And I notice there is confusion on when this happened, when this choice was made. Well, he can tell us if he so wishes. But let it be recorded here and now that this was well, well before he picked his self-consuming quarrel with the Government of Zimbabwe, a government he now regards from an alternative platform of another country. It is a privilege which you and me can’t afford, literally. I make it clear that geographically, both Zimbabwe and South Africa are African and in the southern part of our continent. Unless you bring in the socio-economy — and even that is debatable as far as I am concerned — there was very little opportunity cost for him in the choice or the staying of it. Mawere is not quite like your Cecil John Rhodes who is asked to migrate to the southern tip of our continent if he is to beat his ever aggravating medical condition. There was nothing existential about the choice he made. No, he made a voluntary choice, indeed chose to purchase he could afford, literally.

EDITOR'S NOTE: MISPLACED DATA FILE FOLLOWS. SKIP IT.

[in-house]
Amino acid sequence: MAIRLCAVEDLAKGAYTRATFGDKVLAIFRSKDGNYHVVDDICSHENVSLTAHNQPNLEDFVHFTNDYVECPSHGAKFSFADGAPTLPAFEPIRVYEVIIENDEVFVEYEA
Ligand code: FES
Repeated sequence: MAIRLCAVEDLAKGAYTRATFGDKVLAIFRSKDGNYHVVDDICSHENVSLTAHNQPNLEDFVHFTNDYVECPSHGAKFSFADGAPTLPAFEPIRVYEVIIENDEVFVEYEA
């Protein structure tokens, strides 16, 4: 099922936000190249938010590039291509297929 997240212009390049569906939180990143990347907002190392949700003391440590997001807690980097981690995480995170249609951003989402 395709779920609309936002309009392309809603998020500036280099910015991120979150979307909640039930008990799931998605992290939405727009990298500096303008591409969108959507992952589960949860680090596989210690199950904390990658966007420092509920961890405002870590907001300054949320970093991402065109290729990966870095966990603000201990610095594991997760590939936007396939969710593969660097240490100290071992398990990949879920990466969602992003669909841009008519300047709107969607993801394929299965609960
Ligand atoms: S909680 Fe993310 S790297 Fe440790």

One thing I hate with full passion is to be made answerable for any identity dilemma arising as a result of a choice which a full-grown up man, well educated at that, voluntarily made in the full presence of all his faculties. Or am I taking too much for granted in saying this? Well, let him tell us where his faculties were, if he seeks to beg for, and aims to deserve our pity, this man of South Africa.

To serve or to contest?